Zizek on Job

I found this interesting:

“After Job is hit by calamities, his theological friends come, offering interpretations which render these calamities meaningful. The greatness of Job is not so much to protest his innocence as to insist on the meaninglessness of his calamities. When God finally appears, he affirms Job’s position against the theological defenders of the faith.”

Is this not the role that Christians like to slide into, as the “theological friends” offering meaning to those struck by tragedy. God is testing you, this is the unfolding of God’s plan, you’ll see this will make sense; or more darkly: maybe you do not pray so well, maybe you have some sin for which you have not adequately confessed.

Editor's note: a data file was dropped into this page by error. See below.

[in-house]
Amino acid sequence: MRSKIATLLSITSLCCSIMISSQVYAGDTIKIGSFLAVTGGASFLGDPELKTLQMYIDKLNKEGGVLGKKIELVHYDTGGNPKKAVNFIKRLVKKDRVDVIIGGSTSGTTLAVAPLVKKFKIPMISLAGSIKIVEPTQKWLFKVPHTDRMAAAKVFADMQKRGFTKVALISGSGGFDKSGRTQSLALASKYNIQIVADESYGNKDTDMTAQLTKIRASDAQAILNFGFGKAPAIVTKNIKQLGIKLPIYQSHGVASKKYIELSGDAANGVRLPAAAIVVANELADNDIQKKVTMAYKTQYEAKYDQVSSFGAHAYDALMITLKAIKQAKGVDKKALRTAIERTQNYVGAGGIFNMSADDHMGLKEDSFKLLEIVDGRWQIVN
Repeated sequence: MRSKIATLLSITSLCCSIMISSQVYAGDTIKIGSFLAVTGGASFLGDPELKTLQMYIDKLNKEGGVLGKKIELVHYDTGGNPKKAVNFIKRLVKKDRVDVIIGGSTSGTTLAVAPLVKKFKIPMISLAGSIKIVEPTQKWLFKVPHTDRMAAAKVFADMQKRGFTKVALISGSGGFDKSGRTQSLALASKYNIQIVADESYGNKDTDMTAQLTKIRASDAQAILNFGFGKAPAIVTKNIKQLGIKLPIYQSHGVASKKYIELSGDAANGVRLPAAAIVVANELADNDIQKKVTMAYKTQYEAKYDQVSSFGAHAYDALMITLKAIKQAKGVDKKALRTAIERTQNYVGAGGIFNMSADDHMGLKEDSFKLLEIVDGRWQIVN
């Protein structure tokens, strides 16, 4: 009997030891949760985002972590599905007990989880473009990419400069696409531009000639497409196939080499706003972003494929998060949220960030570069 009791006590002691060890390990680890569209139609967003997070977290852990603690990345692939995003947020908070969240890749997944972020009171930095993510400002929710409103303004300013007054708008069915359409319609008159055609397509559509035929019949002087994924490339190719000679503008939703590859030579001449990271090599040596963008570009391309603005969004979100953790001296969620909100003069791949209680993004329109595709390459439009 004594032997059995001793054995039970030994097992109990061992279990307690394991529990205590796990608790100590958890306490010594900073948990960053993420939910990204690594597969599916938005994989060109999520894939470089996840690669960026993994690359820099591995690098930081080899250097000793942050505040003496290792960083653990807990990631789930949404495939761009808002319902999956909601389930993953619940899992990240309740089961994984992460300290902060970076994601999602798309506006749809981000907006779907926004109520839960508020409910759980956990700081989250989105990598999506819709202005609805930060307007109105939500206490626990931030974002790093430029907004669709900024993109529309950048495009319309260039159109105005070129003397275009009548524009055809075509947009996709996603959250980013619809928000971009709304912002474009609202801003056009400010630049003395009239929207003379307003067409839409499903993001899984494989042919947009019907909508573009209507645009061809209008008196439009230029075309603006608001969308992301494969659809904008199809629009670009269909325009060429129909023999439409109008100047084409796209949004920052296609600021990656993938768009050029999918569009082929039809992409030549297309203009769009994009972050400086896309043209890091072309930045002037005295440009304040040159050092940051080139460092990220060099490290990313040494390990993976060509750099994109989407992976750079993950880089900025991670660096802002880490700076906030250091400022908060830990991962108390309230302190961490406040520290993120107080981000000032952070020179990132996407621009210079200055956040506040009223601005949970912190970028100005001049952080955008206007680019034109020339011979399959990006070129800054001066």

What if Job is a sort of mirror for the wealthy dilletante who wrote Ecclesiastes. One finds no meaning in his wealth and leisure, the other finds no meaning in his suffering and privation. How much is this an unnoticed undercurrent in the Bible? Why must we seek meaning in our misery? Is it not another “chasing after the wind” to do so?